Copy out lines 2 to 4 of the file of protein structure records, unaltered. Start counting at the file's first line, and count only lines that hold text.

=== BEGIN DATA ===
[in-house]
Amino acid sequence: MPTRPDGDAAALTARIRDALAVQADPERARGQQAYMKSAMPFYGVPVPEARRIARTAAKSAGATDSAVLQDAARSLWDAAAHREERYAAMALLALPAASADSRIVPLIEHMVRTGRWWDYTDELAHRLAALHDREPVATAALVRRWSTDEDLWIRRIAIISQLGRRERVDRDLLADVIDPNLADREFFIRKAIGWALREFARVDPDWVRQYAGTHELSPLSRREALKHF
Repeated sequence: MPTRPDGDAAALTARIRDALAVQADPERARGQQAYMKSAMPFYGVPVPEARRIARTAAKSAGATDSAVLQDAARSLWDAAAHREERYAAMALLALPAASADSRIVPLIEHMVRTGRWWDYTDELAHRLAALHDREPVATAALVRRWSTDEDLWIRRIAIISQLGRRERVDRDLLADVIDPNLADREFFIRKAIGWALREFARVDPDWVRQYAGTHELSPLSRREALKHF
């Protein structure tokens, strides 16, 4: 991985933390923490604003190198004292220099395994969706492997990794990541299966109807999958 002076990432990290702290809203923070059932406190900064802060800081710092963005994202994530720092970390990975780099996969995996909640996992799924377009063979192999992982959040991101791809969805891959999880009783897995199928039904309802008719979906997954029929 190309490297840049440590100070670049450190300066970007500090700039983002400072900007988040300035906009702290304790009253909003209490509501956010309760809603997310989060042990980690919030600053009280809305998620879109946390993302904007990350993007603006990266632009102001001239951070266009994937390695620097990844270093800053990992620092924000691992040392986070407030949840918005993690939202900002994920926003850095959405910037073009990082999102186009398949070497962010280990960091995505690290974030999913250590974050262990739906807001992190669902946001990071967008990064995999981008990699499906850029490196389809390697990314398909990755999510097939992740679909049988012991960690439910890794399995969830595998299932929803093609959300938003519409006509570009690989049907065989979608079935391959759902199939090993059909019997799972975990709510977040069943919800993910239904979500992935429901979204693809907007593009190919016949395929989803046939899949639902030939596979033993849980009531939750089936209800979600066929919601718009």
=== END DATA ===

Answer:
Amino acid sequence: MPTRPDGDAAALTARIRDALAVQADPERARGQQAYMKSAMPFYGVPVPEARRIARTAAKSAGATDSAVLQDAARSLWDAAAHREERYAAMALLALPAASADSRIVPLIEHMVRTGRWWDYTDELAHRLAALHDREPVATAALVRRWSTDEDLWIRRIAIISQLGRRERVDRDLLADVIDPNLADREFFIRKAIGWALREFARVDPDWVRQYAGTHELSPLSRREALKHF
Repeated sequence: MPTRPDGDAAALTARIRDALAVQADPERARGQQAYMKSAMPFYGVPVPEARRIARTAAKSAGATDSAVLQDAARSLWDAAAHREERYAAMALLALPAASADSRIVPLIEHMVRTGRWWDYTDELAHRLAALHDREPVATAALVRRWSTDEDLWIRRIAIISQLGRRERVDRDLLADVIDPNLADREFFIRKAIGWALREFARVDPDWVRQYAGTHELSPLSRREALKHF
């Protein structure tokens, strides 16, 4: 991985933390923490604003190198004292220099395994969706492997990794990541299966109807999958 002076990432990290702290809203923070059932406190900064802060800081710092963005994202994530720092970390990975780099996969995996909640996992799924377009063979192999992982959040991101791809969805891959999880009783897995199928039904309802008719979906997954029929 190309490297840049440590100070670049450190300066970007500090700039983002400072900007988040300035906009702290304790009253909003209490509501956010309760809603997310989060042990980690919030600053009280809305998620879109946390993302904007990350993007603006990266632009102001001239951070266009994937390695620097990844270093800053990992620092924000691992040392986070407030949840918005993690939202900002994920926003850095959405910037073009990082999102186009398949070497962010280990960091995505690290974030999913250590974050262990739906807001992190669902946001990071967008990064995999981008990699499906850029490196389809390697990314398909990755999510097939992740679909049988012991960690439910890794399995969830595998299932929803093609959300938003519409006509570009690989049907065989979608079935391959759902199939090993059909019997799972975990709510977040069943919800993910239904979500992935429901979204693809907007593009190919016949395929989803046939899949639902030939596979033993849980009531939750089936209800979600066929919601718009």